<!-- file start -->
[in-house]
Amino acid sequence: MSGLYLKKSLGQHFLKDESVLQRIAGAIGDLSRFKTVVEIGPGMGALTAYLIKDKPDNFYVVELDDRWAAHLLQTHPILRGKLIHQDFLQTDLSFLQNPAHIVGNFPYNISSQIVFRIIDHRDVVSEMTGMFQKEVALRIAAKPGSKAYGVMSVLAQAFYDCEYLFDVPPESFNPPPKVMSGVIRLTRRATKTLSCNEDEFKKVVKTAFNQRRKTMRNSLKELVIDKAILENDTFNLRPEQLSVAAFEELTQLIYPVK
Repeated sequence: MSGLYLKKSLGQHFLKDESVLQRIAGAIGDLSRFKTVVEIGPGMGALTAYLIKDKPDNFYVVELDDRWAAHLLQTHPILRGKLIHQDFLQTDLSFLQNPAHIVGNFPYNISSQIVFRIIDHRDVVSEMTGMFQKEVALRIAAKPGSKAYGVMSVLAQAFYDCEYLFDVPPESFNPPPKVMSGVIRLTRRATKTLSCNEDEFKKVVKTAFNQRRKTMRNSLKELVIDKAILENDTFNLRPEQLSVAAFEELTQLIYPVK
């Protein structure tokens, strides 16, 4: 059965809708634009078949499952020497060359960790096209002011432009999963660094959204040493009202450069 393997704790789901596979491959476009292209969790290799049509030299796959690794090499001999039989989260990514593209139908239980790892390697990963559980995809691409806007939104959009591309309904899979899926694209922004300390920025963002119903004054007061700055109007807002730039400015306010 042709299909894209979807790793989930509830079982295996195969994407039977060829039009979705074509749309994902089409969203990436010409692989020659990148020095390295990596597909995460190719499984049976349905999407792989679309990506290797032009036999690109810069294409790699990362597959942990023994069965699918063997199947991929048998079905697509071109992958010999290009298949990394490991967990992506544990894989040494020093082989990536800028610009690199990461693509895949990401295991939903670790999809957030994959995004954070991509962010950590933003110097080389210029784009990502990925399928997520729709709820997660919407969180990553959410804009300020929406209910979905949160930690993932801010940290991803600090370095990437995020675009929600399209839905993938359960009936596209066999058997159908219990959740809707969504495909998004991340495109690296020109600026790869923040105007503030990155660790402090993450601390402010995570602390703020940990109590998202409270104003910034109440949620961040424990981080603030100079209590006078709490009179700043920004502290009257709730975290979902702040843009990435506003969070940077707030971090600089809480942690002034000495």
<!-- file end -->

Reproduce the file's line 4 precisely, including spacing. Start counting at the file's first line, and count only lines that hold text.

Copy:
């Protein structure tokens, strides 16, 4: 059965809708634009078949499952020497060359960790096209002011432009999963660094959204040493009202450069 393997704790789901596979491959476009292209969790290799049509030299796959690794090499001999039989989260990514593209139908239980790892390697990963559980995809691409806007939104959009591309309904899979899926694209922004300390920025963002119903004054007061700055109007807002730039400015306010 042709299909894209979807790793989930509830079982295996195969994407039977060829039009979705074509749309994902089409969203990436010409692989020659990148020095390295990596597909995460190719499984049976349905999407792989679309990506290797032009036999690109810069294409790699990362597959942990023994069965699918063997199947991929048998079905697509071109992958010999290009298949990394490991967990992506544990894989040494020093082989990536800028610009690199990461693509895949990401295991939903670790999809957030994959995004954070991509962010950590933003110097080389210029784009990502990925399928997520729709709820997660919407969180990553959410804009300020929406209910979905949160930690993932801010940290991803600090370095990437995020675009929600399209839905993938359960009936596209066999058997159908219990959740809707969504495909998004991340495109690296020109600026790869923040105007503030990155660790402090993450601390402010995570602390703020940990109590998202409270104003910034109440949620961040424990981080603030100079209590006078709490009179700043920004502290009257709730975290979902702040843009990435506003969070940077707030971090600089809480942690002034000495």